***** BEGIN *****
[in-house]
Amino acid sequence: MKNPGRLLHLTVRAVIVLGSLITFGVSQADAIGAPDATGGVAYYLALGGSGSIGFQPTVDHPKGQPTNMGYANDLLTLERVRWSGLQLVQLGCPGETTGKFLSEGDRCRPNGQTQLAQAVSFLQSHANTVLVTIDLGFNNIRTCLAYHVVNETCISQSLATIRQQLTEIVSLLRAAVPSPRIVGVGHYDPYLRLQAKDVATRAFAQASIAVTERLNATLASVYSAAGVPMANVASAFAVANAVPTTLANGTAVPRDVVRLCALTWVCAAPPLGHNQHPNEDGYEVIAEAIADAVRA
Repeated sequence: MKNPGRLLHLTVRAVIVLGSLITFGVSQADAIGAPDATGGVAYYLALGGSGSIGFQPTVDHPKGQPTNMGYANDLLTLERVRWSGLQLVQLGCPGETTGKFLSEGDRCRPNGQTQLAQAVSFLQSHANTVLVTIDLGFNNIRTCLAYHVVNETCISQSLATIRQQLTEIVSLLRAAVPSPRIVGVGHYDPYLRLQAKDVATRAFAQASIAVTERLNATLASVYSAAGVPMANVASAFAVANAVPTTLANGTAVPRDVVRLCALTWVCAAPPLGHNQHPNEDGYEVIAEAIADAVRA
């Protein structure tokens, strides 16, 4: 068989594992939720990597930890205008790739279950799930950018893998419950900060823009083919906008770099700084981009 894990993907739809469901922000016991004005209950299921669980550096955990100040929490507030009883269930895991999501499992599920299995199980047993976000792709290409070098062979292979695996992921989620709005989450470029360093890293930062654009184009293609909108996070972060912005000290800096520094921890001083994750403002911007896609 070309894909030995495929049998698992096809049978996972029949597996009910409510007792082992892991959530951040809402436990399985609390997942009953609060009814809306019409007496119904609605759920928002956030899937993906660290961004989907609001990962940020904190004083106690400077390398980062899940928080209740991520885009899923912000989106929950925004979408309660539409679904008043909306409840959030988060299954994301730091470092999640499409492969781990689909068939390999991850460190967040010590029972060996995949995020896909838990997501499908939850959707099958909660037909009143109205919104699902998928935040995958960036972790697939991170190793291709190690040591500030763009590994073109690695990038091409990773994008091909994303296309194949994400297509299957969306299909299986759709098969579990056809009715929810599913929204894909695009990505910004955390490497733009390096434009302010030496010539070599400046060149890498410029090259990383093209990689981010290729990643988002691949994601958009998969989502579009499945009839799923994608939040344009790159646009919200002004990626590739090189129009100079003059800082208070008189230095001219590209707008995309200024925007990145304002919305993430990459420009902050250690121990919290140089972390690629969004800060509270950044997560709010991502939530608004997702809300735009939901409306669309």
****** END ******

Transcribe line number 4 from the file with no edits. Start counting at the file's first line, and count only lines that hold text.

């Protein structure tokens, strides 16, 4: 068989594992939720990597930890205008790739279950799930950018893998419950900060823009083919906008770099700084981009 894990993907739809469901922000016991004005209950299921669980550096955990100040929490507030009883269930895991999501499992599920299995199980047993976000792709290409070098062979292979695996992921989620709005989450470029360093890293930062654009184009293609909108996070972060912005000290800096520094921890001083994750403002911007896609 070309894909030995495929049998698992096809049978996972029949597996009910409510007792082992892991959530951040809402436990399985609390997942009953609060009814809306019409007496119904609605759920928002956030899937993906660290961004989907609001990962940020904190004083106690400077390398980062899940928080209740991520885009899923912000989106929950925004979408309660539409679904008043909306409840959030988060299954994301730091470092999640499409492969781990689909068939390999991850460190967040010590029972060996995949995020896909838990997501499908939850959707099958909660037909009143109205919104699902998928935040995958960036972790697939991170190793291709190690040591500030763009590994073109690695990038091409990773994008091909994303296309194949994400297509299957969306299909299986759709098969579990056809009715929810599913929204894909695009990505910004955390490497733009390096434009302010030496010539070599400046060149890498410029090259990383093209990689981010290729990643988002691949994601958009998969989502579009499945009839799923994608939040344009790159646009919200002004990626590739090189129009100079003059800082208070008189230095001219590209707008995309200024925007990145304002919305993430990459420009902050250690121990919290140089972390690629969004800060509270950044997560709010991502939530608004997702809300735009939901409306669309």